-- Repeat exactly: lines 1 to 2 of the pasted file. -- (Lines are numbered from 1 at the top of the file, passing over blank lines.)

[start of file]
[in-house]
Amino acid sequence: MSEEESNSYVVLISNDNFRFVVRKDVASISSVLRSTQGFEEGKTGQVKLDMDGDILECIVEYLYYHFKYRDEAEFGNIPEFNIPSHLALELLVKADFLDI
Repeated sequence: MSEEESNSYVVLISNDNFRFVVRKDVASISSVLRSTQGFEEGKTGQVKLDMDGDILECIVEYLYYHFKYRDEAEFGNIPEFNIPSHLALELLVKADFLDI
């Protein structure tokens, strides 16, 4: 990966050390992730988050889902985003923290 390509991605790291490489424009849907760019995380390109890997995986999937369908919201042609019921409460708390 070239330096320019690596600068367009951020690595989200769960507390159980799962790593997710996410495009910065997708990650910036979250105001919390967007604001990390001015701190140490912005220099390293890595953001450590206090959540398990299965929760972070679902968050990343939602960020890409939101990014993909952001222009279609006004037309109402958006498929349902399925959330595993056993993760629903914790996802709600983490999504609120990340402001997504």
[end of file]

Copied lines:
[in-house]
Amino acid sequence: MSEEESNSYVVLISNDNFRFVVRKDVASISSVLRSTQGFEEGKTGQVKLDMDGDILECIVEYLYYHFKYRDEAEFGNIPEFNIPSHLALELLVKADFLDI